-- George Sanders III, 77, President and Publisher of The Daily Times, CEO and Chairman of The Daily Times Corp., the publicly traded company that owns the paper and other properties (he and family are majority stockholders). Like Viacom’s Sumner Redstone, Sanders is out of touch with today’s environment and thinks he may be experiencing dementia, albeit not (yet) as profound as Redstone. He believes cocaine can stop, even reverse it, so he draws his lines. Friend of rich and powerful, his support for investigative journalism is dwindling in his dotage. As stubborn as ever, and now a dinosaur: a wounded Tyrannosaurus Rex.

-- Benjamin Franklin, yup, him (maybe): the foremost editor, publisher and journalist of the early era, not to mention Founder and one of the most highly revered Americans in history, in the rarefied class of Washington, Lincoln and King. Ben has come back, with an interest in contemporary journalism. Why not? Philadelphia is where he published his famous Pennsylvania Gazette, and Independence Hall is where the Declaration of Independence and the Constitution were debated and adopted. Also, where he flew kites. But his real motive? Settling an old score with his arch-nemesis John Adams. In real 18th-century America, the two hated and blasphemed each other.

[As the series opens, the Target Times team is conducting a blockbuster investigation of the federal Food and Drug Administration, arguably the last institution in which Americans, battered by religious and government scandal, still have a measure of faith. After almost a year’s work, Jim, Andre and Raven have conclusive proof that high-level DFA officials accepted large bribes in return for approving Big Pharma drugs declared “safe” after deliberately falsified clinical trials – and worse, have not taken other hugely-profitable drugs off the market despite mounting deaths and injuries. The corporation in the team’s cross-hairs is Miller & Merkel, the world’s second-largest drug company, headquartered in Philadelphia. Unbeknownst to the team, George Sanders is a major stockholder through a blind trust.

[NOTE: Despite the decline of newspapers, no other type of media outlet can still touch the best papers for landmark exposés. Think: The Boston Globe’s Spotlight and Remember: Woodward and Bernstein’s Watergate investigation, which remains the gold standard.]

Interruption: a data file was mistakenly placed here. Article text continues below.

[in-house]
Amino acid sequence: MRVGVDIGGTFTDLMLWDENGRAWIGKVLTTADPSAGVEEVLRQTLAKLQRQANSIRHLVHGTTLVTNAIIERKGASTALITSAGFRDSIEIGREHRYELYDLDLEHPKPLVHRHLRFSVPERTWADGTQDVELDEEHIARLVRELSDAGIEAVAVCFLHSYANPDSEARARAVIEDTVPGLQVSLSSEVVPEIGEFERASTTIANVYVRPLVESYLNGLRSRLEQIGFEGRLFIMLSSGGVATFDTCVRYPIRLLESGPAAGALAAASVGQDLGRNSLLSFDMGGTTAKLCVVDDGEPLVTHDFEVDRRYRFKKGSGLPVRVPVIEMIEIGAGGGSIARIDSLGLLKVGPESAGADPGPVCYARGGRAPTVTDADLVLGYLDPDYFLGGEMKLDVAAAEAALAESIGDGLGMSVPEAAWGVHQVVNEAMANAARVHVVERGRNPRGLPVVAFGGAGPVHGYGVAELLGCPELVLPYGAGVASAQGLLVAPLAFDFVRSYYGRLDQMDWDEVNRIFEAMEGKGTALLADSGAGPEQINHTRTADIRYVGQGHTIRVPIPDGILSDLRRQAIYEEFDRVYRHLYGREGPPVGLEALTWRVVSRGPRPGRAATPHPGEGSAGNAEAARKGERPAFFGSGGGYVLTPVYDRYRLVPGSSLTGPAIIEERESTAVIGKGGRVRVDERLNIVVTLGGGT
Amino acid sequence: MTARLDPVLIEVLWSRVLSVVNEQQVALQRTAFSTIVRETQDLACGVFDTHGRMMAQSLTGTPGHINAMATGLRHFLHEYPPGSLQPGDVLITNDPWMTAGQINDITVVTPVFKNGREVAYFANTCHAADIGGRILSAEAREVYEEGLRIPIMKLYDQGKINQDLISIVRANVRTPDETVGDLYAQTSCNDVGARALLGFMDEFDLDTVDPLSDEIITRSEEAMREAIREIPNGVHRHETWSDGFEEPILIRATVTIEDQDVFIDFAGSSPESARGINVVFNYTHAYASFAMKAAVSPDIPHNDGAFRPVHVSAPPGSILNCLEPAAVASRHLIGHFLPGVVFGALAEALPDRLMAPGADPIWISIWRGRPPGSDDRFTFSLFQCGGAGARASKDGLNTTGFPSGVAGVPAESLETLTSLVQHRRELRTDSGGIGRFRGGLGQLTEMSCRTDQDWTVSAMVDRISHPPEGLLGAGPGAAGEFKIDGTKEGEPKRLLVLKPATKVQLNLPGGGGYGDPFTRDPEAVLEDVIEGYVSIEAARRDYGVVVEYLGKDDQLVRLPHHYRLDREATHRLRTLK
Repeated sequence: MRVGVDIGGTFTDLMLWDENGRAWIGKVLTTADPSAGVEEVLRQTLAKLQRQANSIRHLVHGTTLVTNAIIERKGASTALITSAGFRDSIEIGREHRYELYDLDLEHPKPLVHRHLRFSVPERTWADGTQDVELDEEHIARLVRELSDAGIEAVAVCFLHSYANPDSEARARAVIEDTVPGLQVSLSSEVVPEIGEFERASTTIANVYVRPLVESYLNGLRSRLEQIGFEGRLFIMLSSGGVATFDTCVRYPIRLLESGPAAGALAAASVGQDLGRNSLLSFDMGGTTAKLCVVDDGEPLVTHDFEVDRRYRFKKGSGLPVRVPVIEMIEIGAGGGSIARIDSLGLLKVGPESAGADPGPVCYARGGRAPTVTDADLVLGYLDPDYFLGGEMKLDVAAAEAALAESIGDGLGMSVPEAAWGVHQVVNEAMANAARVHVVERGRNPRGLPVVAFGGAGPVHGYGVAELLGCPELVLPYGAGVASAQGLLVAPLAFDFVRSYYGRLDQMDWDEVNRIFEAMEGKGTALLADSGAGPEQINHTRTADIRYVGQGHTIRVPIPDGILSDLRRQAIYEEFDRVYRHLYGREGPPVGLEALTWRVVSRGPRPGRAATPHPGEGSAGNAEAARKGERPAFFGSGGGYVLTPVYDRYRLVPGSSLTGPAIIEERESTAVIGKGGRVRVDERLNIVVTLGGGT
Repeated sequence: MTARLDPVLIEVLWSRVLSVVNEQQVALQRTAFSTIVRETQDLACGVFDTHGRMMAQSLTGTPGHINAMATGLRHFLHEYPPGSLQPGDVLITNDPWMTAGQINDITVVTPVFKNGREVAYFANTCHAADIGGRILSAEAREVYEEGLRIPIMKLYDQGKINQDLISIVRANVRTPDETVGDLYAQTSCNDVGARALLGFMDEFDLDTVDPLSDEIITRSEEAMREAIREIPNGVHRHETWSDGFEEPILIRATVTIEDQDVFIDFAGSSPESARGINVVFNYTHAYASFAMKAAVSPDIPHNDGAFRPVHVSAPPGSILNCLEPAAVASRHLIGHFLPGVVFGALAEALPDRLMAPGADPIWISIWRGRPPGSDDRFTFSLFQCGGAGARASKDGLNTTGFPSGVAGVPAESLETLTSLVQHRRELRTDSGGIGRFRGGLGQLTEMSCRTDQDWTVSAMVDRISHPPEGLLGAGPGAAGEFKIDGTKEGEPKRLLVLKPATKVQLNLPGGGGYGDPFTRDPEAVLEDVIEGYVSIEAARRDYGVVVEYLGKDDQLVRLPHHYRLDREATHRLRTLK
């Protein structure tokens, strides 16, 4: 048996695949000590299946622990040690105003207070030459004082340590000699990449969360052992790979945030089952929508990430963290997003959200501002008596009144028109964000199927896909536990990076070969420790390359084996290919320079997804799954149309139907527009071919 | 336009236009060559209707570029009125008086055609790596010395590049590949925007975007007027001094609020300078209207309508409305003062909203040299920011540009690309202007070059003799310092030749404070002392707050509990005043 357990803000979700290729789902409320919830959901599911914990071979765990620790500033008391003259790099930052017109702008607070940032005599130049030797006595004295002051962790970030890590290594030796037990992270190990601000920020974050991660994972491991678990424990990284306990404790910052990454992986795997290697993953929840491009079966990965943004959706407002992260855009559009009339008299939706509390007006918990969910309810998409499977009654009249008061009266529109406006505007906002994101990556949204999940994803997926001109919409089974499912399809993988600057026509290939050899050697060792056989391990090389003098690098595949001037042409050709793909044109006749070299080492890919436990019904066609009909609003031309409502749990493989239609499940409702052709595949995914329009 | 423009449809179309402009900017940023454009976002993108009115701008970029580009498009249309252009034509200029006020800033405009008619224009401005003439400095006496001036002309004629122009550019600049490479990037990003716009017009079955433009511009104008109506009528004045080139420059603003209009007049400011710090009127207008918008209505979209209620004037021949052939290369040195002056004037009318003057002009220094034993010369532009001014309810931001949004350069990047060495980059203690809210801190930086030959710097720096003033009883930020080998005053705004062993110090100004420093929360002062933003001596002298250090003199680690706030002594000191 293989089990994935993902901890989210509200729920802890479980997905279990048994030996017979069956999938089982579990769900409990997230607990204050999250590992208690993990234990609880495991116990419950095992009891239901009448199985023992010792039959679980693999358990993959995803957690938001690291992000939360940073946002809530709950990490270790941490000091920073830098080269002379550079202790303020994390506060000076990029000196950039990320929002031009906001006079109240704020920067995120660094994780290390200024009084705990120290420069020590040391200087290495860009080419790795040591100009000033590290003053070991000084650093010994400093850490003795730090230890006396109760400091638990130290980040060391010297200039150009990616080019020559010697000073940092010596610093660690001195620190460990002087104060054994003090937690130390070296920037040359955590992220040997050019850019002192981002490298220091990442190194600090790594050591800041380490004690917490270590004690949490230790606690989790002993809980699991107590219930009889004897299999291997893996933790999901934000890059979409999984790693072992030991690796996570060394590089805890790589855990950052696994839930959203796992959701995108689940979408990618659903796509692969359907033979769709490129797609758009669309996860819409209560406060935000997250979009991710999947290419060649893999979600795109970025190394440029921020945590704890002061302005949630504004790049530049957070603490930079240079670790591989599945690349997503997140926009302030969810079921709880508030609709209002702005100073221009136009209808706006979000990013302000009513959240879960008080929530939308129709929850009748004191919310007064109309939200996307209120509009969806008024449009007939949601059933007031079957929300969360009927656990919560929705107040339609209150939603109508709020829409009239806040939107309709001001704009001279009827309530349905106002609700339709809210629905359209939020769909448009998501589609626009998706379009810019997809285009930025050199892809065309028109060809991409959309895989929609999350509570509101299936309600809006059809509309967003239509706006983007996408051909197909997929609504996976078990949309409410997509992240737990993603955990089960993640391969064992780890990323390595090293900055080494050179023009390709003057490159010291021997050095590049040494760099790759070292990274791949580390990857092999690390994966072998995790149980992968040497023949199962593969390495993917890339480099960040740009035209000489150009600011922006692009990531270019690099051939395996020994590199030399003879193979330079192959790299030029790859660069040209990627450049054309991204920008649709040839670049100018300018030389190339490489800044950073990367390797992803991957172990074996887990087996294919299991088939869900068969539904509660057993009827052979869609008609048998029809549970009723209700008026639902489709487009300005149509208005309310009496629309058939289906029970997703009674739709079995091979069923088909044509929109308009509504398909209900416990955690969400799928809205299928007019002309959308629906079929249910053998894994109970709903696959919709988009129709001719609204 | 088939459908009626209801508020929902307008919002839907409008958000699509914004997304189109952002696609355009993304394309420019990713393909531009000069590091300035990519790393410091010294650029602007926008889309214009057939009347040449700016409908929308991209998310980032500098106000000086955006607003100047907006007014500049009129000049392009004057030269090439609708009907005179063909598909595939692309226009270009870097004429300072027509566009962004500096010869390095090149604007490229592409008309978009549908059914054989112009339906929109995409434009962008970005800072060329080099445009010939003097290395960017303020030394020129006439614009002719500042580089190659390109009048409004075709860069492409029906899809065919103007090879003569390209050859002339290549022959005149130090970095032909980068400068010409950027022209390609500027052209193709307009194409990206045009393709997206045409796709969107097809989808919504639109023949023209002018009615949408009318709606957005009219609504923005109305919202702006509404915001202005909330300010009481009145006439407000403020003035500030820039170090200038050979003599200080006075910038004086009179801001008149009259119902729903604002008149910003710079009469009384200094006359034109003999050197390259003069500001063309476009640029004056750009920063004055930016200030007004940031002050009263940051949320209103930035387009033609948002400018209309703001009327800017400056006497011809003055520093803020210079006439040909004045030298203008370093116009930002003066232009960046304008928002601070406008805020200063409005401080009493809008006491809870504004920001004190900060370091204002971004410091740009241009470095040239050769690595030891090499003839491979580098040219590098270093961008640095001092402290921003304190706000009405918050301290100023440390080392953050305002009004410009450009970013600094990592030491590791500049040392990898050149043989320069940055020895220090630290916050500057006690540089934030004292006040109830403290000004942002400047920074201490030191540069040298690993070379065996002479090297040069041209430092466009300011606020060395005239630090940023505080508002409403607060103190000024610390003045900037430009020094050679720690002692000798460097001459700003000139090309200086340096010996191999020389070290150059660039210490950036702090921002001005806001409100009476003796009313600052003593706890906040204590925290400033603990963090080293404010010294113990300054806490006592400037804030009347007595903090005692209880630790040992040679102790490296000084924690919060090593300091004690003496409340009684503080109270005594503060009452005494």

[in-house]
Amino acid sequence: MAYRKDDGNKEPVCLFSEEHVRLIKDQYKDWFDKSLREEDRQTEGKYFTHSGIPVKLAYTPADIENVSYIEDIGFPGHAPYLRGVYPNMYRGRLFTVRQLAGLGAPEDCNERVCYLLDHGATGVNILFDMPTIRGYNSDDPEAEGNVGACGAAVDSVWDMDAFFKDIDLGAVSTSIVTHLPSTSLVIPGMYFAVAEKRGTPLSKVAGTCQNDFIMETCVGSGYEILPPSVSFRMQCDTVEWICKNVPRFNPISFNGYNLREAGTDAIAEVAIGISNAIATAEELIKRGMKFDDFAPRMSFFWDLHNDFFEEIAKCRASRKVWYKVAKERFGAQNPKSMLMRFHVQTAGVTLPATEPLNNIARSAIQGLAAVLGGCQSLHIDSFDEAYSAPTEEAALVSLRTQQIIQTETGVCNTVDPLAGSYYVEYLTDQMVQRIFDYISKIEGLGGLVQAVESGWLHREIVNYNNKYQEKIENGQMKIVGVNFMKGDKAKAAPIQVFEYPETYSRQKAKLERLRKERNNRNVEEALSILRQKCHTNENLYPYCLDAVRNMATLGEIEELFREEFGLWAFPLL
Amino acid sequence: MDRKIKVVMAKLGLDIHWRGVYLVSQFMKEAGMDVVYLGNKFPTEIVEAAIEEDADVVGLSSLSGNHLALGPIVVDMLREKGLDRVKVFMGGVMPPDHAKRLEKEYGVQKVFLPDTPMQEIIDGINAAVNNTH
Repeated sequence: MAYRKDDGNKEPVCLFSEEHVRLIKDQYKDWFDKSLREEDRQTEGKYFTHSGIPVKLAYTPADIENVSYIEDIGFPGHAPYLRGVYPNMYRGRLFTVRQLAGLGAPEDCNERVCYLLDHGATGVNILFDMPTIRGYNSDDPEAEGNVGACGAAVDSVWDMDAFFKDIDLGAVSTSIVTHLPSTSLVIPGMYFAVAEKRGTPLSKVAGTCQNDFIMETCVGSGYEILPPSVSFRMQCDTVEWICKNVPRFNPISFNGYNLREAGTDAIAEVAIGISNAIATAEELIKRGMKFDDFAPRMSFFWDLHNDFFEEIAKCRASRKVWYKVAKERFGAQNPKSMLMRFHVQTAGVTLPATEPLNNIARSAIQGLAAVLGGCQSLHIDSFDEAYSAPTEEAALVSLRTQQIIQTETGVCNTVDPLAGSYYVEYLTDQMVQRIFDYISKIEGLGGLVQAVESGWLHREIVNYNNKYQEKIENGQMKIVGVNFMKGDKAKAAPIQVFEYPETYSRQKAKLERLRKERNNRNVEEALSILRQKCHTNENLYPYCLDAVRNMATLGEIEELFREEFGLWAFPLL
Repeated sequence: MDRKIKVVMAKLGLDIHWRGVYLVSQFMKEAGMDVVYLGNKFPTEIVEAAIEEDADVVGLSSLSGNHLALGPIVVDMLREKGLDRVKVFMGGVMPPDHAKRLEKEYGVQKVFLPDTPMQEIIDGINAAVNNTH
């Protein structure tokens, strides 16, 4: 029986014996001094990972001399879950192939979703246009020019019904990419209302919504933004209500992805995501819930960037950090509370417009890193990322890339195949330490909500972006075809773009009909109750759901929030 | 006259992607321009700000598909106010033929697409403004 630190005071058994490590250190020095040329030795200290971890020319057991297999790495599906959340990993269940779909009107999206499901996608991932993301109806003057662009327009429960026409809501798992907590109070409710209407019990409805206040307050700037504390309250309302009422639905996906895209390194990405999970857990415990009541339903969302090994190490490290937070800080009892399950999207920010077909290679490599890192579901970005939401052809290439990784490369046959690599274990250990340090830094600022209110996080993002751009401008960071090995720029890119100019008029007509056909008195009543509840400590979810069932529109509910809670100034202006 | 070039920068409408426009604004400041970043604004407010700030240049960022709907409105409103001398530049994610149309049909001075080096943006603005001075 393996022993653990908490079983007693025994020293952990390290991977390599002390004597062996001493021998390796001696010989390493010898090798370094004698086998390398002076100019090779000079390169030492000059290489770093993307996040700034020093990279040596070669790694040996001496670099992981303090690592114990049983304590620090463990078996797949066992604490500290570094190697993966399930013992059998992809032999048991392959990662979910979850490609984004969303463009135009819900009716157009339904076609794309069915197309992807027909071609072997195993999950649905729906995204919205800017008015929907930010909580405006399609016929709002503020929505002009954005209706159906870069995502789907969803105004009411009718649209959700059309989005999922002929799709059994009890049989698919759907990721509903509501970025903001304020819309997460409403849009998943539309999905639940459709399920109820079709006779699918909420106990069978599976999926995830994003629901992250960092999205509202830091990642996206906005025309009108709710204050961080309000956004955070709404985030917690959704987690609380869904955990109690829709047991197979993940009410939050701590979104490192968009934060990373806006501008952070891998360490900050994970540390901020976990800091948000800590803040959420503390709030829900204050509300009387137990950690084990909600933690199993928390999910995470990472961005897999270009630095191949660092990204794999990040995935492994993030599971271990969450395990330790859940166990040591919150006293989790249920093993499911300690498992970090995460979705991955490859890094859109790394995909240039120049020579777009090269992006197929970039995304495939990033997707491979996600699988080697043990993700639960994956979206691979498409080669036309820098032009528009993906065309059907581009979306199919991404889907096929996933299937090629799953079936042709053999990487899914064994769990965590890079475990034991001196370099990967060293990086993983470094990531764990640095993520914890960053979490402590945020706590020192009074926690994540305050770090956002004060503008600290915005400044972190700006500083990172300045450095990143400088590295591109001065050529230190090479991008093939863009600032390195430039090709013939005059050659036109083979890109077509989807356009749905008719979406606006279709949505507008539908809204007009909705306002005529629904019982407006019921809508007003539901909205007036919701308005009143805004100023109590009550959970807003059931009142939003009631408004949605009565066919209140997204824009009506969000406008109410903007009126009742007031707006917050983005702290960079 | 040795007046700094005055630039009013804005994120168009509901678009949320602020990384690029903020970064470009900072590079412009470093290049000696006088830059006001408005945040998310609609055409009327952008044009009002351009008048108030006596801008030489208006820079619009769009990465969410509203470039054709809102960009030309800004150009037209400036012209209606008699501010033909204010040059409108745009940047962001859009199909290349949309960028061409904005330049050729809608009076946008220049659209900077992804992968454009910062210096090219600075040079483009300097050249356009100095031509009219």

-- Duchess de Jour, 28, a true shadow figure, she exists only as a brilliant and beautiful Princess of the Dark Web -- except in Moscow, where by day she unobtrusively hangs out in Starbucks Red Square, her iPad always in motion. At night, you can sometimes find her at Roof of the World, one of the Russian capital city’s trendy night clubs. Lives alone in a small apartment with her growing menagerie of pet rabbits. Has no visible means of support and no close friends, except online.

-- The President of the United States, 68, paranoid (with reason). Friend of Wall Street. Took office with multiple corporate conflicts of interest (notably with Big Pharma) that he disregarded, but which are now starting to bite him on the ass as Congress has opened hearings. Up for re-election with major competition just as his favorability numbers are falling. Hair-trigger temper. HATES the press (with reason) except for his old friend George Sanders whose paper has never gunned for him... until now.

-- Vladimir Vladimirovich Putin, 66, president of the Russian Federation. Former counter-intelligence operative with the First Chief Directorate of the Soviet KGB.

The Pilot


A SERIES OF SHOTS establishing the location. NOTE Independence Hall, trendy Old City on the Delaware River, 30th Street Station, The Franklin Hotel at Independence Park, etc.